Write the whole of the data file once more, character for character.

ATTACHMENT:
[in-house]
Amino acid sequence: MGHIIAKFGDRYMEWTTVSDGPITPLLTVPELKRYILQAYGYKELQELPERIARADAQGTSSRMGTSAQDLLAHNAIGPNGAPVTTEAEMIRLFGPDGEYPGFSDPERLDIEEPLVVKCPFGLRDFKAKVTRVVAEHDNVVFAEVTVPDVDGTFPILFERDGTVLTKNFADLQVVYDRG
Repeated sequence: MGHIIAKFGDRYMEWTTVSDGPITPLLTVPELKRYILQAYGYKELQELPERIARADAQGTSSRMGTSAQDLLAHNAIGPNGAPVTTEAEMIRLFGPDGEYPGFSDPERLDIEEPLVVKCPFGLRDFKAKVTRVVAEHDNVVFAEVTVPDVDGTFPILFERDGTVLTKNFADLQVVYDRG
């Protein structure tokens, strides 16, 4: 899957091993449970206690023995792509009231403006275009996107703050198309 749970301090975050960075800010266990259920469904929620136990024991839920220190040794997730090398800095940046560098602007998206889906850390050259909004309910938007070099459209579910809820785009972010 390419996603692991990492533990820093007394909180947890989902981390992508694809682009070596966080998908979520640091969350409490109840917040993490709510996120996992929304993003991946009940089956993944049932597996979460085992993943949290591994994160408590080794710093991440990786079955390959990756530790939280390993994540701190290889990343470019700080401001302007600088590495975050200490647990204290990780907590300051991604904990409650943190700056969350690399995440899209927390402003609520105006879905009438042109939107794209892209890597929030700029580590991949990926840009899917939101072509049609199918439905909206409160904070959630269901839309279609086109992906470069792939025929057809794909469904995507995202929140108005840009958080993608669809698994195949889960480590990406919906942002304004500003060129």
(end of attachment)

[in-house]
Amino acid sequence: MGHIIAKFGDRYMEWTTVSDGPITPLLTVPELKRYILQAYGYKELQELPERIARADAQGTSSRMGTSAQDLLAHNAIGPNGAPVTTEAEMIRLFGPDGEYPGFSDPERLDIEEPLVVKCPFGLRDFKAKVTRVVAEHDNVVFAEVTVPDVDGTFPILFERDGTVLTKNFADLQVVYDRG
Repeated sequence: MGHIIAKFGDRYMEWTTVSDGPITPLLTVPELKRYILQAYGYKELQELPERIARADAQGTSSRMGTSAQDLLAHNAIGPNGAPVTTEAEMIRLFGPDGEYPGFSDPERLDIEEPLVVKCPFGLRDFKAKVTRVVAEHDNVVFAEVTVPDVDGTFPILFERDGTVLTKNFADLQVVYDRG
């Protein structure tokens, strides 16, 4: 899957091993449970206690023995792509009231403006275009996107703050198309 749970301090975050960075800010266990259920469904929620136990024991839920220190040794997730090398800095940046560098602007998206889906850390050259909004309910938007070099459209579910809820785009972010 390419996603692991990492533990820093007394909180947890989902981390992508694809682009070596966080998908979520640091969350409490109840917040993490709510996120996992929304993003991946009940089956993944049932597996979460085992993943949290591994994160408590080794710093991440990786079955390959990756530790939280390993994540701190290889990343470019700080401001302007600088590495975050200490647990204290990780907590300051991604904990409650943190700056969350690399995440899209927390402003609520105006879905009438042109939107794209892209890597929030700029580590991949990926840009899917939101072509049609199918439905909206409160904070959630269901839309279609086109992906470069792939025929057809794909469904995507995202929140108005840009958080993608669809698994195949889960480590990406919906942002304004500003060129």